I Wish I’d Never Had You
- This Is Not about Me by Janice Galloway
Granta, 341 pp, £16.99, September 2008, ISBN 978 1 84708 061 5
You may well, at some point, have known a girl like Cora: big, loud, gregarious, ‘full-on all over’; talented in smoke-rings, hand-jiving, arm-wrestling, withering looks; the one who always seems to know about make-up, pop stars, sex and contraception; with ‘a laugh like a sewer when the notion took her and no time to lose’. She’s sharp, unfocused, ‘within an ace of spontaneous combustion’, her restlessness requiring constant smoking, knitting and television, cryptic crosswords and four library books a week just to keep it half in check. There was a girl a bit like this up the road from me when I was a teenager, and still we discuss what might have become of her: so vivid and yet so unknowable, a blaze of glory bringing behind it an awful darkling storm. But for Janice Galloway, the wonder and the horror is that Cora is her very own big sister, 16 years her senior and already pregnant and off to Glasgow when Janice is barely born; only to flounce back home to Saltcoats, ‘clawed . . . free from motherhood and sprung like a steel trap’ in 1960, when Janice is nearly five.
There are good things about having such a sister, especially when she gets a job in an Italian ice-cream parlour, in West Kilbride, along the coast, ‘Tallies’ being, as Galloway says, one of very few cosmopolitan influences in the West of Scotland in the 1960s. Her frocks, her heels, her make-up routine are magnificent, her hair black anyway then dyed even blacker to look like Elvis, her mascara clarted on thick enough to block out the sun. She paints Janice’s nails for her, takes her out to the funfair – ‘We’re spending the lot. Race you.’ And she brings home wondrous gifts from her workplace – ‘chocolate pennies, Five Boys Bars, Cadbury’s Crème Eggs and Refreshers’. ‘High on adrenalin and ice-cream sauce I drank her in’: long before the so-called ‘chemical generation’ of the 1990s, femininity, it seems, was already largely compounded of sugars and lipids and alkaloids and esters. ‘Cora was glamorous, glamorous, glamorous and I loved her to death.’
But no one is ever simple, and especially not this person, who, when she doesn’t know anyone is watching, can be caught ‘staring, eyes rimmed with flaking liner, mind off the hook’, her eyes with ‘something frightening and sad about them’. Sometimes, she forces her little sister to sing at strangers out of the window: ‘What do you want to make those eyes at me for/When they don’t mean what they say?’ – beaming delightedly, then suddenly calling them ‘nosey bastards’, slamming the window shut. She belts Janice when she brings home Edna O’Brien from the library: ‘I can’t read this. She knows damn well.’ And then, she does something so nasty with an ice cream, it’s like a moment from a Tarantino movie, except that it trembles with the unsureness, uncertainty, reality, that prove it most likely was drawn from life.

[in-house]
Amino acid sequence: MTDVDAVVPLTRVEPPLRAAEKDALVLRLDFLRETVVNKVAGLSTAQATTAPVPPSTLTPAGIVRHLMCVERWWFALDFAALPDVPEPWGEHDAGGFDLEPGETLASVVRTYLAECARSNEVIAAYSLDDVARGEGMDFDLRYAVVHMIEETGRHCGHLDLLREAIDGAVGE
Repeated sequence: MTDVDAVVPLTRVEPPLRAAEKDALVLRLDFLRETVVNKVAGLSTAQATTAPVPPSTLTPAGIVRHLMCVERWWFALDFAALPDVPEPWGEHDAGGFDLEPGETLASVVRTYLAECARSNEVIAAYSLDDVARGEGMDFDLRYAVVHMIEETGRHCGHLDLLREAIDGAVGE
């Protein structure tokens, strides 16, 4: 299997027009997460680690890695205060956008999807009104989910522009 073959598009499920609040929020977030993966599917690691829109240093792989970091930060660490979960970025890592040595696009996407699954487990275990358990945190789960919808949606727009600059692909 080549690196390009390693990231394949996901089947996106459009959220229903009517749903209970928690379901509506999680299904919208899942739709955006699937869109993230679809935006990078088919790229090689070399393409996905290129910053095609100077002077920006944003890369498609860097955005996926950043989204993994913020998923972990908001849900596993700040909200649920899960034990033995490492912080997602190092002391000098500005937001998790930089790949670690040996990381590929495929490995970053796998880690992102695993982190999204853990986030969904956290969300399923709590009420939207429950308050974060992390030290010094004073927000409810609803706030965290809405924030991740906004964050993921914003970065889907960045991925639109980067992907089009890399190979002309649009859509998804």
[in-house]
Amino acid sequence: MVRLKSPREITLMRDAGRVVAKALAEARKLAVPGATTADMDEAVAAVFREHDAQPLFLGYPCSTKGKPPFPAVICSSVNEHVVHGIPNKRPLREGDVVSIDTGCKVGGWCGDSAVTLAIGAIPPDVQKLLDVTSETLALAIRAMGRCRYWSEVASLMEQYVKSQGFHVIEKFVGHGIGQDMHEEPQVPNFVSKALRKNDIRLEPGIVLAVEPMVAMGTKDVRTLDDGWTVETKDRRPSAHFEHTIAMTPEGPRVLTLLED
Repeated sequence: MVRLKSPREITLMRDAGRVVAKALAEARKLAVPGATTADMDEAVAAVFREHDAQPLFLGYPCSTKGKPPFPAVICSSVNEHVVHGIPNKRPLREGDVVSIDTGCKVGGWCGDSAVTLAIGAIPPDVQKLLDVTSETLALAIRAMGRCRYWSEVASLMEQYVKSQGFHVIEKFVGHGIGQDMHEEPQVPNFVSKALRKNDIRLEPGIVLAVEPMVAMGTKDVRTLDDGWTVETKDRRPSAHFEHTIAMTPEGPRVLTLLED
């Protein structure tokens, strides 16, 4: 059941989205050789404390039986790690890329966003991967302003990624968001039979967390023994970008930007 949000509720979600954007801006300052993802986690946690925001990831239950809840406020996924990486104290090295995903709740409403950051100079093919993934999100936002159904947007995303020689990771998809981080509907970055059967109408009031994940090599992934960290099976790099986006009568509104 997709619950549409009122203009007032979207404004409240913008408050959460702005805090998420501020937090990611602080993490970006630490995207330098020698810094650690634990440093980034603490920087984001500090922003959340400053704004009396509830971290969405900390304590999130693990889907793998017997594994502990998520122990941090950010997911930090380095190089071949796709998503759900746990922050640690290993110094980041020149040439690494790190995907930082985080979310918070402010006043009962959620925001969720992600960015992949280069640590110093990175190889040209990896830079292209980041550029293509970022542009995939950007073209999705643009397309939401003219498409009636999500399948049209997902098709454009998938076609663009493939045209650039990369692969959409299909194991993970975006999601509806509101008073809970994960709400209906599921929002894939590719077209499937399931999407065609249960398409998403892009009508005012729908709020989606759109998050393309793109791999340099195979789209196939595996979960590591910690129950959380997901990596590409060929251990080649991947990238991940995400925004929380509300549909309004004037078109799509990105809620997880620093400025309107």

Janice Galloway was born in 1955 and grew up in Saltcoats, Ayrshire. After studying English and music at the University of Glasgow, she worked in welfare rights and as a schoolteacher, gradually becoming, in the late 1980s, a full-time writer – much encouraged by James Kelman, who discovered her work in a short-story competition. She is known mainly for three novels: The Trick Is to Keep Breathing (1989), the tale of a young teacher’s emotional collapse; Foreign Parts (1994), in which Cassie and Rona, West of Scotland welfare rights workers, kvetch and fret their way round France; Clara (2002), based on the life of Clara Schumann, prodigy and virtuoso and heroically loyal wife. In Scotland she is also known for music criticism, for collaborations with the sculptor Anne Bevan and as the librettist to Sally Beamish’s opera Monster (2002). And she is also a committed practitioner of the short story: her main collections, Blood (1991) and Where You Find It (1996), relate subtle, sometimes frightening and often funny complexes of being, watching, thinking, as experienced by the educated postwar daughters of the West of Scotland working class – liberated, professional, rewarded, beyond anything their parents might have imagined, for better or for worse.
Janice had, apparently, a ‘Bad Start’ as a baby. Her mother claimed this was because the sister in the maternity home persuaded her to try breast-feeding – ‘It was horrible’ – but the problem was also that she was unexpected and largely unwanted. Her mother was 40 when she was born, with a teenage daughter already herself pregnant, and when symptoms of the impending arrival could no longer be avoided, attributed them to ‘the Change’. Throughout the book, the question of how much Janice might have been wanted, and/or loved, and/or enjoyed, is returned to, again and again. ‘Every time she said this, there was a pause. I knew what was next. So did she. If I’d known you were coming, she’d say eventually, if I’d found out.’ ‘Christ almighty, she said, her eyes filling suddenly, I wish. God forgive me I do. I wish I didn’t have this . . . I wish I’d never had you.’ Galloway never resolves the question: I guess she will never know the answer, and neither, really, did her mother. One of this book’s virtues is its willingness so to bridge and saddle fence after excruciatingly painful fence.